Two things are certain in 2018 in the oil markets. In June, OPEC will convene in Vienna where it will announce that the global oil markets are almost in balance, outlining an exit strategy where the 14 country block and the Russia-led NOPEC block will eliminate strict targets but agree to a rough cap for total production. By December 2018, there will be no restrictions beyond market forces on the supply side. After agreeing to limit itself for the good of the market for more than two years, major OPEC countries will be eager to unshackle themselves for a variety of reasons – Saudi Arabia has the Aramco IPO to worry about, Iraq wants to make up for lost time, Iran needs to circumvent American sanctions, Venezuela is at risk of default, while Nigeria desperately needs to restructure its economy.
The wildcard in this scenario is US shale producers. It was thought that many would rush in the fill the gap left by OPEC this year. That has happened to some extent – crude from Eagle Ford and the Permian has made it far and wide, from South Korea to Sweden, some destinations for the very first time – but the wave has been smaller than thought. Burnt by the last time they unrestrainedly raised output, American shale producers are focusing more on optimisation and returning value to shareholders this time round, as crude oil prices went north of US$55/b and have been staying steady there. The wave, however, will slowly rise. US crude production is expected by the EIA to rise to rise to 9.9 mmb/d, rising from 9.3 mmb/d in 2017, which was already a record high.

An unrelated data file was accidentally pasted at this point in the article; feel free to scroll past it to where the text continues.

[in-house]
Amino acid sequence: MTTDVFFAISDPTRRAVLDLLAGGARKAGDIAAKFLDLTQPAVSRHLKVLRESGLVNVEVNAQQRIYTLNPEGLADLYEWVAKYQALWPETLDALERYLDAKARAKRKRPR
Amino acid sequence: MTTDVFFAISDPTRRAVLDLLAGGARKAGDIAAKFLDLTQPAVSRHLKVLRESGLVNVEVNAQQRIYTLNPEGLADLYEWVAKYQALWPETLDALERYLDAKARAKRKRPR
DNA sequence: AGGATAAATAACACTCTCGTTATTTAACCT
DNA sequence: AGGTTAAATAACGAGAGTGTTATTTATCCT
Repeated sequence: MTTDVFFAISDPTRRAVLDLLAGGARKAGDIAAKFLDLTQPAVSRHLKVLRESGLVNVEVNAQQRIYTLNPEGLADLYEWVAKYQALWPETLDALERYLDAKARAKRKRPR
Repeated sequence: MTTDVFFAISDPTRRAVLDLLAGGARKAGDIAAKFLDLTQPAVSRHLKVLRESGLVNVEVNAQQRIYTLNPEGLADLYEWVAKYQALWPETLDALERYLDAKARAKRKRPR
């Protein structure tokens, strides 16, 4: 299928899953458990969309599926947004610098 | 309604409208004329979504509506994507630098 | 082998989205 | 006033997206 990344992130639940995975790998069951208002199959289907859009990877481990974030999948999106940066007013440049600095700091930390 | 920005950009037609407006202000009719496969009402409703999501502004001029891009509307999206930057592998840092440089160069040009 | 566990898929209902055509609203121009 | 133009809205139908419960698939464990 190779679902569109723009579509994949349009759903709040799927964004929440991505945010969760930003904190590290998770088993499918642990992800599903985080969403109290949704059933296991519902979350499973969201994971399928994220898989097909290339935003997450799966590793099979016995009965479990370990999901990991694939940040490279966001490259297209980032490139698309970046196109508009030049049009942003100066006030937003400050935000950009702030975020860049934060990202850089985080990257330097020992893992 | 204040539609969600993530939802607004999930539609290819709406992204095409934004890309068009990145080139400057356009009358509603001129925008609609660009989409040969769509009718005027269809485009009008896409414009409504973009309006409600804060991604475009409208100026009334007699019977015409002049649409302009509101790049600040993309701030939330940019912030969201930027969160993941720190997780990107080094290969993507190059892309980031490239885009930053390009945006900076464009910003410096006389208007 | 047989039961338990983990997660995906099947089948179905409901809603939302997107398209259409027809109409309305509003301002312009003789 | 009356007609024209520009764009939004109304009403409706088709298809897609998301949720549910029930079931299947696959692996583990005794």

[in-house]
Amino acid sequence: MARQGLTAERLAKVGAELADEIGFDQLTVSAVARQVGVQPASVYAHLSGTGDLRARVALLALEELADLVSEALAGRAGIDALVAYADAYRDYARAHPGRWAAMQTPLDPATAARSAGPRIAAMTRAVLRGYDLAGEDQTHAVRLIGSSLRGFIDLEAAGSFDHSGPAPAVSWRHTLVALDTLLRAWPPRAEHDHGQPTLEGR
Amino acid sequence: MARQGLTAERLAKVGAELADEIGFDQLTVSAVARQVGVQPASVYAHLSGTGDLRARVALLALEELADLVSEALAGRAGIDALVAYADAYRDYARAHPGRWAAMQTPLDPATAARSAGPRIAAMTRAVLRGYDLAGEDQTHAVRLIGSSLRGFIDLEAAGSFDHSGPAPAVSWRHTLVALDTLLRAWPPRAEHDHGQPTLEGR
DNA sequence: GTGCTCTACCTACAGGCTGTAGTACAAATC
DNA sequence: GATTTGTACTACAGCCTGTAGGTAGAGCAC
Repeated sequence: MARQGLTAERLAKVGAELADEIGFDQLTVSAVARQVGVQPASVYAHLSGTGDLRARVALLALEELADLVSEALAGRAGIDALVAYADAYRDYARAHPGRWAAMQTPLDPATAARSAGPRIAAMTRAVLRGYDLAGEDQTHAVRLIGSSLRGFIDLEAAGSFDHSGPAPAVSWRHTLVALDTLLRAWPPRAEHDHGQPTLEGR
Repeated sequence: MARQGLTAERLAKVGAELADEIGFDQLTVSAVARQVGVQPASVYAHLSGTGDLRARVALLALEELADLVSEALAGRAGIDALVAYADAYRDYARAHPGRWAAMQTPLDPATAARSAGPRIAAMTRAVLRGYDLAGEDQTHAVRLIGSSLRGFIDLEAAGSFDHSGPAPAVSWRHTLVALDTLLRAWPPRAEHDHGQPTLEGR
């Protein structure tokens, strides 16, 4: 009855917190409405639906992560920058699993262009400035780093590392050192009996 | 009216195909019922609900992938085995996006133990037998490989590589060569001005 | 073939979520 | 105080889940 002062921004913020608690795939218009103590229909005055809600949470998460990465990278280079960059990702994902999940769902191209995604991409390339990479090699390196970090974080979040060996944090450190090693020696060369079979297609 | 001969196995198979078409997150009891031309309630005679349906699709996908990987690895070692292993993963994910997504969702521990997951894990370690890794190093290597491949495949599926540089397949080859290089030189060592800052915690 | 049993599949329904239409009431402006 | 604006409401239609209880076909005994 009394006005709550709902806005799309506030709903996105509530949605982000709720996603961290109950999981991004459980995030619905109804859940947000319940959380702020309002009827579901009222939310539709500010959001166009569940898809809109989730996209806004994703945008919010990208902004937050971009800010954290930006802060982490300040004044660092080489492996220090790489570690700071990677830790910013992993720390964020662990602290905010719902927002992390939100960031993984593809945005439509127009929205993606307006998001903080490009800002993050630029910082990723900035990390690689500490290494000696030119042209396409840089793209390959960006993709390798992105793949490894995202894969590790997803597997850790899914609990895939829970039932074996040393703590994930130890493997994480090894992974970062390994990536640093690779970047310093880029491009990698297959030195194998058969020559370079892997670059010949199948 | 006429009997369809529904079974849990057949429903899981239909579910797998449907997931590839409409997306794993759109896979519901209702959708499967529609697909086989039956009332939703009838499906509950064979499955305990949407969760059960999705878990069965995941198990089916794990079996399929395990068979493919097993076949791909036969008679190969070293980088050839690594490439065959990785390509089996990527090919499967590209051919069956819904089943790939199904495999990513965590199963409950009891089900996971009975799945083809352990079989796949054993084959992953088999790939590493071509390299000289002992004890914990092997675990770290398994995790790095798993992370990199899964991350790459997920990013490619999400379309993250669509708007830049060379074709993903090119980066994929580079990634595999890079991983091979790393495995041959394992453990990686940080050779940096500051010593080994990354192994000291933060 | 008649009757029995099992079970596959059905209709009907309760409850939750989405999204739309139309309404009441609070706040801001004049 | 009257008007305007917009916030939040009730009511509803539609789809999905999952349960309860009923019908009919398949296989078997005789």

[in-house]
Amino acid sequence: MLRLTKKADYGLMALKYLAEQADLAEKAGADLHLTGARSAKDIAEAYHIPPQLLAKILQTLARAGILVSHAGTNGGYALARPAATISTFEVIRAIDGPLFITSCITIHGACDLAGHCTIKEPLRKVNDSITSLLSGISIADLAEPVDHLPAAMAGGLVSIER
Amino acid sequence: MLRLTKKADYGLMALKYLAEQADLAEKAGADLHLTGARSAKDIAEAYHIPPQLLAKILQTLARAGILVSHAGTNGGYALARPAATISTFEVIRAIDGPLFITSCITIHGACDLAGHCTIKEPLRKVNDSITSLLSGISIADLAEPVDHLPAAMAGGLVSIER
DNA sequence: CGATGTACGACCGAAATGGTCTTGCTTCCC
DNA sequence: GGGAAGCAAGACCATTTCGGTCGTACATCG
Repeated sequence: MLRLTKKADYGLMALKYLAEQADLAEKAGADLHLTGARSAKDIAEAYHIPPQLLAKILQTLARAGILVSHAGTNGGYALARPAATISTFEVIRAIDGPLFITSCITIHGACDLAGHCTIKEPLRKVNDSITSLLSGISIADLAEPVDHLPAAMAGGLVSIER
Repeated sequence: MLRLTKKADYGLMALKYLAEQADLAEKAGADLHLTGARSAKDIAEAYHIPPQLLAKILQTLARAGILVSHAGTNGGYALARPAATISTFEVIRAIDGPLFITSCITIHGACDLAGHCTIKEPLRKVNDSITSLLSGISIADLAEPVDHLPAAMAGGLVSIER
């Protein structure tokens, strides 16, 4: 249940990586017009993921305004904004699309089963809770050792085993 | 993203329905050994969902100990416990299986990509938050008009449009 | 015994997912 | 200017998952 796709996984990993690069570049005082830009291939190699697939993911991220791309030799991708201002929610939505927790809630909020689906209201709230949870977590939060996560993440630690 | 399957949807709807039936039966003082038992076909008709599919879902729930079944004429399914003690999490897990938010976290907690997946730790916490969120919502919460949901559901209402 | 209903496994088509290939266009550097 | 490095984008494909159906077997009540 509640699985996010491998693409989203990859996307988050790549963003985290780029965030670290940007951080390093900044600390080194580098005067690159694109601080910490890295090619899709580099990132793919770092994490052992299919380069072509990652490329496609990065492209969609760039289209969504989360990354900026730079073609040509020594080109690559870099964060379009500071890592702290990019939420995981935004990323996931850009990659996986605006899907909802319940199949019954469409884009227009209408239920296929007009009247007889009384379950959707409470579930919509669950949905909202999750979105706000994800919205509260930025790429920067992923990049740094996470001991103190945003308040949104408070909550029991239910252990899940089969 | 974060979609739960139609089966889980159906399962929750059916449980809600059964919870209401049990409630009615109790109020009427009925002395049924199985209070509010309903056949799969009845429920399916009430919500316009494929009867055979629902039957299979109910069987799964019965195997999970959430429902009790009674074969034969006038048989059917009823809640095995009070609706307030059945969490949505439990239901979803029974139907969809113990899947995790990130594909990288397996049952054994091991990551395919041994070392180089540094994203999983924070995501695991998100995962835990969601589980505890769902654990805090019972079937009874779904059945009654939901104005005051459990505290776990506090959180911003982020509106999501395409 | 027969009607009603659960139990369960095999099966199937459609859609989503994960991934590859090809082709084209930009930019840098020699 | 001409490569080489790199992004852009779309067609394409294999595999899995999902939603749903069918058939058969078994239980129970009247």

So OPEC is backing off and American producers are cautiously raising production. What does this mean for prices? A look at the futures markets indicate some bullishness, with the net long positions rising. Supporting this is the growth in global oil demand – which is expected to be solid if unspectacular in 2018, but enough to support average crude prices of US$60/b. Recent wounds should prevent oil from falling below US$50/b, as drillers and explorers value caution over aggression. The main variable is US shale production. Some predict a 2018 increase of as much as 1.3 mmb/d, while the more careful, like the IEA, think growth will be closer to 800 kb/d. There is reason to believe that diminishing returns could be kicking in technological in America’s major shale basins, but there is still a lot of room to grow. Exactly how much it grows will be the major variable for prices. That’s difficult to predict; as shale producers are too numerous to predict collectively. But this much is certain - in 2018, the value of oil will not be decided in Vienna, but in Texas.
Key oil forecasts for 2018
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